20 August 2012

Snowflake Monday

August 18, 2012
Who will be the 2,000,000th visitor to my blog? It's getting so close, and I have a sneaking hunch it will happen while I don't have internet access.

So please keep an eye on that PEEPS number at the top of the column to the right, and if you can, please capture a screen shot for me if you see the 1,999,999 roll to two million. (On a PC, pushing Control and Print Screen together will copy what you see on your screen. Paste it into a document, preferably a photo editing program, but a word processing program will work, too, and then email it to me. A special thank you is planned.) The turning of the 9s will be a moment of magic when it happens, and I'd sure like to see it and know who surfed to my page at precisely the right second.

My 1,000,000th visitor happened last October while we were in Durango for the Fall Blaze, when I got to ride for about 16 seconds with up-and-coming pro Tommy D (Tom Danielson, Team Garmin). I was trying to watch for the turning of the 9s on my phone as we picked up our event packets, but the count jumped from 999,998 to 1,000,008 in just one refresh, so I missed that milestone. (But I did use my real camera to snap pictures of my phone with both the under and the over!)

I wanted to tie today's snowflake in with the coming milestone, but everything numerical I thought of sounded pretty corny, so I'm calling this my Durango Dreams Snowflake. Because that's where I wanted to be yesterday and today.

Lizard Head in Autumn
The USA Pro Cycling Challenge began this morning in Durango, traveling over Lizard Head Pass, which has tremendous sentimental value to me both because of the name and because it was my first mountain pass in my very first Ride the Rockies nine years ago. It's one devil of a climb, and I can testify those guys will be working hard today. Sixty-two miles of sustained climb, every bit as difficult as anything they do in the Tour de France.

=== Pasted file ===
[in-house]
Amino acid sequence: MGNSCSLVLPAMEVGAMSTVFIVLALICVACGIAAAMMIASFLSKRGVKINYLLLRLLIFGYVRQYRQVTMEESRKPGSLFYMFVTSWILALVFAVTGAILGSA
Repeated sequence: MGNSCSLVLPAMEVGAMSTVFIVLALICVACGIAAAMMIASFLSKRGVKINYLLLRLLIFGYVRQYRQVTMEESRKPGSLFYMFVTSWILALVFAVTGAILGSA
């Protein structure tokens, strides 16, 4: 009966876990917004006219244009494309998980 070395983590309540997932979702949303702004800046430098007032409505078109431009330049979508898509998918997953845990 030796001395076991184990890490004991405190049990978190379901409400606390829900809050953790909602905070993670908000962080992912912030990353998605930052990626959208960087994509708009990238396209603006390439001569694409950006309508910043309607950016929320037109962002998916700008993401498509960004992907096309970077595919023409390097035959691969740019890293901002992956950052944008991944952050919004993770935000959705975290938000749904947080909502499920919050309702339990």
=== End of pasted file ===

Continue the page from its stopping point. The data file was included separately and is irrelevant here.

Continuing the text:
Yesterday was a citizen's ride of portions of today's route. George Hincapie, who has always been one of my favorite riders and who has more Tour de France completions beneath his belt than any other rider, accompanied regular everyday riders just like me in a fun ride in a spectacular area. This week's race is his final pro race. He's retiring next Monday. I just may have to work up a snowflake in his honor. 17 TdFs, 17 snowflake points… hmmmmmm…

Dallas Divide

Snowdon Bear at Little Molas Lake
Snowdon Bear at Little Molas Lake, Million Dollar Highway, between Ridgway and Durango

Now comes the fun part... the ride back down!
The Lizard atop Engineer Pass, between Ridgway and Durango

Spring hasn't arrived in the high country.  Yet.
May 2008 on the way to Durango

Durango, My Hometown, Britt Toppenberg
Durango, My Hometown, Quilt by Britt Toppenberg

I wanted to ride with George yesterday. I wanted to see the race in person today. The Lizard and I had planned to ride to a prime viewing spot each day of this year's race, our own little self-supported cycling challenge.

I'm still hoping against hope I might be able to make it to the top of Cottonwood Pass later this week to watch the Queen's Stage. If I can't make it, I'll watch the peloton zoom by on their descent at whatever spot I'm able to reach on my bike. There will be magic in the air, and perhaps a bit of lightning, too, so just being there will be a miracle, regardless of how high I can climb. Every adventure we get from this point out is a bonus, and I intend to take advantage of every opportunity I get.

You may do whatever you'd like with snowflakes you make from this pattern, but you may not sell the pattern. Thanks, and enjoy!